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Wednesday, June 9, 2010

Spirituality: “Mature religious generativity” from Christian Life Patterns

Growth into mature religious generativity results in a new combination of virtues in the personality. Charity, matured into less controlling care and a broader concern, is now joined by detachment. Charity is manifested in the generative person’s contribution to the community and society. In middle age this self-giving is informed by greater self-knowledge and less restricted by one’s personal ambition and the need to succeed. Detachment is that peculiar virtue that allows one to let go of control. It is rooted not in a stoic indifference but in a conviction – perhaps new for the adult – that God rather than oneself will see to the destiny of future generations of believers and nonbelievers. The energetic self-investment in Christian service characteristic for many in the twenties and thirties may be transformed in the forties and fifties into a self-investment complemented by a new self-engagement. Control can now be shared and passed on as one becomes able to trust more fully both in God and the next generation. This virtue of detachment does not manifest itself in a decrease in one’s involvement or creativity but rather in a growth in trust, patience, and an ability to share responsibility. The religious insight which allows such mature generativity is that the human and Christian enterprise extends beyond my strengths and limitations. Thus I learn to give myself to something that transcends me. And in giving myself away, I find myself again, now in a new relationship with God and the community.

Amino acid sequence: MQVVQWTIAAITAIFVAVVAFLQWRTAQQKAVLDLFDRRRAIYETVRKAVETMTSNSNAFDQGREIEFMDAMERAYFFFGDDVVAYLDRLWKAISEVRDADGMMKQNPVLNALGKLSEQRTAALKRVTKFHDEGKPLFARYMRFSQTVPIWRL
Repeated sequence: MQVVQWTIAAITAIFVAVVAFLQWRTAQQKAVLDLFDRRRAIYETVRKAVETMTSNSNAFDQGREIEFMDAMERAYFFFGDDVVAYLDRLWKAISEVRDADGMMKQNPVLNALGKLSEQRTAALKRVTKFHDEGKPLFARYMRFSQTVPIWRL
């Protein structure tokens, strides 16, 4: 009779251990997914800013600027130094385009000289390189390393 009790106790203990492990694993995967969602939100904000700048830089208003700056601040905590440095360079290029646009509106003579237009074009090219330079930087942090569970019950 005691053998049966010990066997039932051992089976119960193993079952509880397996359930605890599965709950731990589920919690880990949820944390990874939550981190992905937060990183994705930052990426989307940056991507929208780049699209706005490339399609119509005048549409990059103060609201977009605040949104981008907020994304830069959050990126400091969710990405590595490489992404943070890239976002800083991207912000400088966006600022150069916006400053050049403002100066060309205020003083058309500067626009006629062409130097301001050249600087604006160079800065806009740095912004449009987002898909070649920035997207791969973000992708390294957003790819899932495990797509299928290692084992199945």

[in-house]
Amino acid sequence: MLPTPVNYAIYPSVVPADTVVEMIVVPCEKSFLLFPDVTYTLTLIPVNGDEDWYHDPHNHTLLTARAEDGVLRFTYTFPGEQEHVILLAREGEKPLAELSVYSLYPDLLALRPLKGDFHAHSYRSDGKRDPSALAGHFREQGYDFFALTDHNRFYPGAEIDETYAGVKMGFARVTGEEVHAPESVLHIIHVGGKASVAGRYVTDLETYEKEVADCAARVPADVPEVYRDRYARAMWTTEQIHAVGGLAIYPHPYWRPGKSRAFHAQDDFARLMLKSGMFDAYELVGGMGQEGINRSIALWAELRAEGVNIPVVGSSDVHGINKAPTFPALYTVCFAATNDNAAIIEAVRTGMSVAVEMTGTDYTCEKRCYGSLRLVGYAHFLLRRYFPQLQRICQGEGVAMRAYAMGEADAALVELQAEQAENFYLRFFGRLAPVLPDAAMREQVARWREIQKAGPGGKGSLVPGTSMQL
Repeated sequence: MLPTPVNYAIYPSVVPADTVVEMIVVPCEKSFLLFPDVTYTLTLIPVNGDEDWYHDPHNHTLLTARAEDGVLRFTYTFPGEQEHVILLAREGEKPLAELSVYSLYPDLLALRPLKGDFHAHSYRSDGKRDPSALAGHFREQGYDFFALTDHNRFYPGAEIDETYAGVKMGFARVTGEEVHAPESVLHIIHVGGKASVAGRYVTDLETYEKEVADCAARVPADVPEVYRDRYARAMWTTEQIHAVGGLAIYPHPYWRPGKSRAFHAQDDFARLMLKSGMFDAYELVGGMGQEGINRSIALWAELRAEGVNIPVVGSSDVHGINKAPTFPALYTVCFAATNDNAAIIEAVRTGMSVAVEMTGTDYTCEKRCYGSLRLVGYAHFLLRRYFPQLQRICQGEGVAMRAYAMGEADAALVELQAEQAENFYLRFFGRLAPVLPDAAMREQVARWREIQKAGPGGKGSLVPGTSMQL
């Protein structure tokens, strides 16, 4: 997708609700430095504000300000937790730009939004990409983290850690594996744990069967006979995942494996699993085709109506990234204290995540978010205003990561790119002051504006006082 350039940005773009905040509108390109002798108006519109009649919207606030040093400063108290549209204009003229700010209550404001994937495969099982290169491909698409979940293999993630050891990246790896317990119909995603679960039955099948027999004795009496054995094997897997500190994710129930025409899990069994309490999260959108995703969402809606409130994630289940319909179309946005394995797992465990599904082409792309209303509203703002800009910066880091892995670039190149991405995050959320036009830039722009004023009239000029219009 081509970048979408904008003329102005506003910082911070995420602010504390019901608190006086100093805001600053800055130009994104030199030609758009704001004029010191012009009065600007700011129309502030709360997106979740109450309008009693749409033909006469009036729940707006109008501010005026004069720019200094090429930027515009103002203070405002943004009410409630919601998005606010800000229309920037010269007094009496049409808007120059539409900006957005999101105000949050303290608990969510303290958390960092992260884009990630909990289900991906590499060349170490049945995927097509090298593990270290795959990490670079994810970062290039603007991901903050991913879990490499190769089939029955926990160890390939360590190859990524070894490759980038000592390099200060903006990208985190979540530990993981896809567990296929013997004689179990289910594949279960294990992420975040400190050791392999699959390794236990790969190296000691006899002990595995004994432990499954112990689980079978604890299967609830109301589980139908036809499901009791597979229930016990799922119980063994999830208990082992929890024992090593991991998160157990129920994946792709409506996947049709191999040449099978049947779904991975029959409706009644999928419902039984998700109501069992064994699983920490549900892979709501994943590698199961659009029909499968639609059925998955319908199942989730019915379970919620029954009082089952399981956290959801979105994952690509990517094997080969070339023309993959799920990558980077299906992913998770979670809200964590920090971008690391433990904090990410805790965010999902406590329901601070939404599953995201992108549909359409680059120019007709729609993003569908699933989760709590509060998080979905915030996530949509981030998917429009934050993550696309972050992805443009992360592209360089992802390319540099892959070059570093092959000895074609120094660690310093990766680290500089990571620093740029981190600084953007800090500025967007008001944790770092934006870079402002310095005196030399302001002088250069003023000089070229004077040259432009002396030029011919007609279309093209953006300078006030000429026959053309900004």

Evelyn Eaton Whitehead and James D. Whitehead

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